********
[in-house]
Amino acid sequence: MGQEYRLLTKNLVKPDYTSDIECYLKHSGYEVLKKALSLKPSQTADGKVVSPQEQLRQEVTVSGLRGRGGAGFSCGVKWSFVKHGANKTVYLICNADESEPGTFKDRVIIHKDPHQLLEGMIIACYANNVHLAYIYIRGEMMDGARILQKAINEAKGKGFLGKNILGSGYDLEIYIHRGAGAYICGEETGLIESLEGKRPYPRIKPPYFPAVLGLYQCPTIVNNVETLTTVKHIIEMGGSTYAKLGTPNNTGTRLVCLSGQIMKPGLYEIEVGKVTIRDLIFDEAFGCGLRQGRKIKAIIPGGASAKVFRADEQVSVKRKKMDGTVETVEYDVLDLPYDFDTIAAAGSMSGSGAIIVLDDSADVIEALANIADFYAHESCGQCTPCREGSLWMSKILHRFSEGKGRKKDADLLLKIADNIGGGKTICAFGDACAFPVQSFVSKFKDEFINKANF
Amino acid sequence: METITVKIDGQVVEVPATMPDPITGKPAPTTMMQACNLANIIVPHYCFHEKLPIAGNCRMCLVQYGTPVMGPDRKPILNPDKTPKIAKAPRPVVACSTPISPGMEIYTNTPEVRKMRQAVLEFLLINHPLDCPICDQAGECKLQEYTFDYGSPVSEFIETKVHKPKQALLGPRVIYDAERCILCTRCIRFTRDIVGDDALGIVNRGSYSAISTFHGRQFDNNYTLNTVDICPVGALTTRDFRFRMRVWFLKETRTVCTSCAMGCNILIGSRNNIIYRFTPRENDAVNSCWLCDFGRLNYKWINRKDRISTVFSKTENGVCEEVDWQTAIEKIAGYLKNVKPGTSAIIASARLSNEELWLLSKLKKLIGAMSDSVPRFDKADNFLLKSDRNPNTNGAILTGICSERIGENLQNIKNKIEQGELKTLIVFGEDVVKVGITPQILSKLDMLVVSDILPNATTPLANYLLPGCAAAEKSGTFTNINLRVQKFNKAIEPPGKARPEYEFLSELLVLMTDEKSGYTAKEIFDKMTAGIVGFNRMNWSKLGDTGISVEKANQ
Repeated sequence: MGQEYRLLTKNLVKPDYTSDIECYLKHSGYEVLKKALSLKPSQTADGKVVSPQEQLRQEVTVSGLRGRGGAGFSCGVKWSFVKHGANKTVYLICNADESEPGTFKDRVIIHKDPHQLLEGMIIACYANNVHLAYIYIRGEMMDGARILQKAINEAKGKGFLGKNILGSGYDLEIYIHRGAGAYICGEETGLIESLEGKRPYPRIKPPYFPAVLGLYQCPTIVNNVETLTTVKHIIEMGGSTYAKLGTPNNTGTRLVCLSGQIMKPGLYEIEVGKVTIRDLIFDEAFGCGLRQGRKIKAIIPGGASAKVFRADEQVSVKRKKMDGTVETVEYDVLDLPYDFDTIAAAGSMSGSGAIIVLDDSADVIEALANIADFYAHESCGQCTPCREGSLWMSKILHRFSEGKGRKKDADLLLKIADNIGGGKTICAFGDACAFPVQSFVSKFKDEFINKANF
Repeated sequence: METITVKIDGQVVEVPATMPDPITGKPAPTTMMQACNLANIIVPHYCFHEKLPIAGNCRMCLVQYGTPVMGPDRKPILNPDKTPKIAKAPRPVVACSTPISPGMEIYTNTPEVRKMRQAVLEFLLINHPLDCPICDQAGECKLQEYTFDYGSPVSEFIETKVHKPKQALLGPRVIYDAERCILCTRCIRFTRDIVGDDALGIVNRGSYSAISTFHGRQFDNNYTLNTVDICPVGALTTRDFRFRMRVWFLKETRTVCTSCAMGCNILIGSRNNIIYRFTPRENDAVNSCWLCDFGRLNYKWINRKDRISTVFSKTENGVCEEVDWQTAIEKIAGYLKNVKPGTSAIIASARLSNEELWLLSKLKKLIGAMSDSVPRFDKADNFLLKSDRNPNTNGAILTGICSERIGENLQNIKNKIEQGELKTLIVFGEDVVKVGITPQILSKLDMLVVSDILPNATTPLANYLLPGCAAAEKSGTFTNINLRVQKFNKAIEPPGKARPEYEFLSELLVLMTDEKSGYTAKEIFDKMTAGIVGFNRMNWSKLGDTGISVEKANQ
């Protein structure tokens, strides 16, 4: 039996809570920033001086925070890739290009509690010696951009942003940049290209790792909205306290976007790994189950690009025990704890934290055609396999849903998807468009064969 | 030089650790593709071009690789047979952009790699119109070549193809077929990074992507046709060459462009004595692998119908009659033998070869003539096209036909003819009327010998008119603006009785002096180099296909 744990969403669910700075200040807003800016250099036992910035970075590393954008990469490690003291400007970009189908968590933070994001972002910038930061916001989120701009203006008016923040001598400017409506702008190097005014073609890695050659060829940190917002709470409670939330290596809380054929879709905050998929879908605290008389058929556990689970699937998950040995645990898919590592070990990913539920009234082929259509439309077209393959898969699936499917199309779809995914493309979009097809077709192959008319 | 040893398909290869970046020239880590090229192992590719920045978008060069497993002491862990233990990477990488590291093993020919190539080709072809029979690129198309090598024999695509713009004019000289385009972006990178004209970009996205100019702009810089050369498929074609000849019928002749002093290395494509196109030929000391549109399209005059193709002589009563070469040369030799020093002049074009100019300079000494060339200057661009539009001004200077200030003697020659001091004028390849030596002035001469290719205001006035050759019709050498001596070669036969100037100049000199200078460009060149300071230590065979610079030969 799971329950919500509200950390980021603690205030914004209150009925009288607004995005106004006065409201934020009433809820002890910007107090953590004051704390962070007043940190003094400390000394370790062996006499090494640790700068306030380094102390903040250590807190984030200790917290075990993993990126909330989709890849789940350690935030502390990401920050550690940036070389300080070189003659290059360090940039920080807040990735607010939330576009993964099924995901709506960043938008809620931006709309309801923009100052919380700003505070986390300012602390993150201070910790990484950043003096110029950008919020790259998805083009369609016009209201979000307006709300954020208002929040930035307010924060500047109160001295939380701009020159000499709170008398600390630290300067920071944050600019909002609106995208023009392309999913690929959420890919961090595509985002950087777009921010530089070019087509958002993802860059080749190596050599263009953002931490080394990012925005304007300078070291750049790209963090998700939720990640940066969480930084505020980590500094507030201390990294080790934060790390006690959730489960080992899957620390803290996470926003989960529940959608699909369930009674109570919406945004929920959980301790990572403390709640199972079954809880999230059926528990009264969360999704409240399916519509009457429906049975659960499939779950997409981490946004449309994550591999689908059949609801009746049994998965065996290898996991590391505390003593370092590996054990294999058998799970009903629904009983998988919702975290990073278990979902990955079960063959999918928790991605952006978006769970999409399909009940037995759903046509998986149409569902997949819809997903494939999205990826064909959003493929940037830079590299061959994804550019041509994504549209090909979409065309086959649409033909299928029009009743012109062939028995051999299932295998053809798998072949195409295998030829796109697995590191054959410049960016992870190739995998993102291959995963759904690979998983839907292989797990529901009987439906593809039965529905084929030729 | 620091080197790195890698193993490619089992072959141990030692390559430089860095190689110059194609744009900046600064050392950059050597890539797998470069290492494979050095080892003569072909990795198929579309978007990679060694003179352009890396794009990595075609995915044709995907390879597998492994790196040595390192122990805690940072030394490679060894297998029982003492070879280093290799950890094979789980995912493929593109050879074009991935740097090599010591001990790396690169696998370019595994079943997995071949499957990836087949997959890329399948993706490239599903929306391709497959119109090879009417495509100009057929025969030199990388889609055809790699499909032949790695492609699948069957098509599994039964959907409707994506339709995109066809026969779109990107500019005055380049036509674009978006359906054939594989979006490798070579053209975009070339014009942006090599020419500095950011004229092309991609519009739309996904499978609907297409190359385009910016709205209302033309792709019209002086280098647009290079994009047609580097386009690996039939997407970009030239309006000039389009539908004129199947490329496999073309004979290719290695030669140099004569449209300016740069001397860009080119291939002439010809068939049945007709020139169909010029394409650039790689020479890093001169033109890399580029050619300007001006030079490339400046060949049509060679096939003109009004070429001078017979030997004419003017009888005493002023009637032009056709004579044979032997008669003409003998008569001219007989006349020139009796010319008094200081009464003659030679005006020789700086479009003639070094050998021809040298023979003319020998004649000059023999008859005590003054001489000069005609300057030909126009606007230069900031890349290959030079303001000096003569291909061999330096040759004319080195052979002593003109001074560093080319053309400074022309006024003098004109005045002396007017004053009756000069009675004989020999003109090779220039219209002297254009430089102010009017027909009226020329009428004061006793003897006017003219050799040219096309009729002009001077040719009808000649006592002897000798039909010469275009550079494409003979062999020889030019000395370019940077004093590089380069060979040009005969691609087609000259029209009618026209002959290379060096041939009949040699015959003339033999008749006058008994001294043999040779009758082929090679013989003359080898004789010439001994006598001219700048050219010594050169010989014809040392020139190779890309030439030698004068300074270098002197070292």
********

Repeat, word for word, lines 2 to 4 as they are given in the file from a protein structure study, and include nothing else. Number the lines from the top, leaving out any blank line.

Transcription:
Amino acid sequence: MGQEYRLLTKNLVKPDYTSDIECYLKHSGYEVLKKALSLKPSQTADGKVVSPQEQLRQEVTVSGLRGRGGAGFSCGVKWSFVKHGANKTVYLICNADESEPGTFKDRVIIHKDPHQLLEGMIIACYANNVHLAYIYIRGEMMDGARILQKAINEAKGKGFLGKNILGSGYDLEIYIHRGAGAYICGEETGLIESLEGKRPYPRIKPPYFPAVLGLYQCPTIVNNVETLTTVKHIIEMGGSTYAKLGTPNNTGTRLVCLSGQIMKPGLYEIEVGKVTIRDLIFDEAFGCGLRQGRKIKAIIPGGASAKVFRADEQVSVKRKKMDGTVETVEYDVLDLPYDFDTIAAAGSMSGSGAIIVLDDSADVIEALANIADFYAHESCGQCTPCREGSLWMSKILHRFSEGKGRKKDADLLLKIADNIGGGKTICAFGDACAFPVQSFVSKFKDEFINKANF
Amino acid sequence: METITVKIDGQVVEVPATMPDPITGKPAPTTMMQACNLANIIVPHYCFHEKLPIAGNCRMCLVQYGTPVMGPDRKPILNPDKTPKIAKAPRPVVACSTPISPGMEIYTNTPEVRKMRQAVLEFLLINHPLDCPICDQAGECKLQEYTFDYGSPVSEFIETKVHKPKQALLGPRVIYDAERCILCTRCIRFTRDIVGDDALGIVNRGSYSAISTFHGRQFDNNYTLNTVDICPVGALTTRDFRFRMRVWFLKETRTVCTSCAMGCNILIGSRNNIIYRFTPRENDAVNSCWLCDFGRLNYKWINRKDRISTVFSKTENGVCEEVDWQTAIEKIAGYLKNVKPGTSAIIASARLSNEELWLLSKLKKLIGAMSDSVPRFDKADNFLLKSDRNPNTNGAILTGICSERIGENLQNIKNKIEQGELKTLIVFGEDVVKVGITPQILSKLDMLVVSDILPNATTPLANYLLPGCAAAEKSGTFTNINLRVQKFNKAIEPPGKARPEYEFLSELLVLMTDEKSGYTAKEIFDKMTAGIVGFNRMNWSKLGDTGISVEKANQ
Repeated sequence: MGQEYRLLTKNLVKPDYTSDIECYLKHSGYEVLKKALSLKPSQTADGKVVSPQEQLRQEVTVSGLRGRGGAGFSCGVKWSFVKHGANKTVYLICNADESEPGTFKDRVIIHKDPHQLLEGMIIACYANNVHLAYIYIRGEMMDGARILQKAINEAKGKGFLGKNILGSGYDLEIYIHRGAGAYICGEETGLIESLEGKRPYPRIKPPYFPAVLGLYQCPTIVNNVETLTTVKHIIEMGGSTYAKLGTPNNTGTRLVCLSGQIMKPGLYEIEVGKVTIRDLIFDEAFGCGLRQGRKIKAIIPGGASAKVFRADEQVSVKRKKMDGTVETVEYDVLDLPYDFDTIAAAGSMSGSGAIIVLDDSADVIEALANIADFYAHESCGQCTPCREGSLWMSKILHRFSEGKGRKKDADLLLKIADNIGGGKTICAFGDACAFPVQSFVSKFKDEFINKANF